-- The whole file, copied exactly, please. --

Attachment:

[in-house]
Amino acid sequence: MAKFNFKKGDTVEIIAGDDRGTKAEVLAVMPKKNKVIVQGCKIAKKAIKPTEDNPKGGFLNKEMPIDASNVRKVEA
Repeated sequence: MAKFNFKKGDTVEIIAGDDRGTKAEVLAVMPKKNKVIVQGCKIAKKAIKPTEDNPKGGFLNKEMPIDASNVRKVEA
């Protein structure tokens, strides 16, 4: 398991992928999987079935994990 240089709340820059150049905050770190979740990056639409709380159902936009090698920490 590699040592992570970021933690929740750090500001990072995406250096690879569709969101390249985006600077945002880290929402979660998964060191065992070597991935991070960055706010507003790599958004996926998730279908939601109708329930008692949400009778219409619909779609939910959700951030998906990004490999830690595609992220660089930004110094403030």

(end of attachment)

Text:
[in-house]
Amino acid sequence: MAKFNFKKGDTVEIIAGDDRGTKAEVLAVMPKKNKVIVQGCKIAKKAIKPTEDNPKGGFLNKEMPIDASNVRKVEA
Repeated sequence: MAKFNFKKGDTVEIIAGDDRGTKAEVLAVMPKKNKVIVQGCKIAKKAIKPTEDNPKGGFLNKEMPIDASNVRKVEA
């Protein structure tokens, strides 16, 4: 398991992928999987079935994990 240089709340820059150049905050770190979740990056639409709380159902936009090698920490 590699040592992570970021933690929740750090500001990072995406250096690879569709969101390249985006600077945002880290929402979660998964060191065992070597991935991070960055706010507003790599958004996926998730279908939601109708329930008692949400009778219409619909779609939910959700951030998906990004490999830690595609992220660089930004110094403030």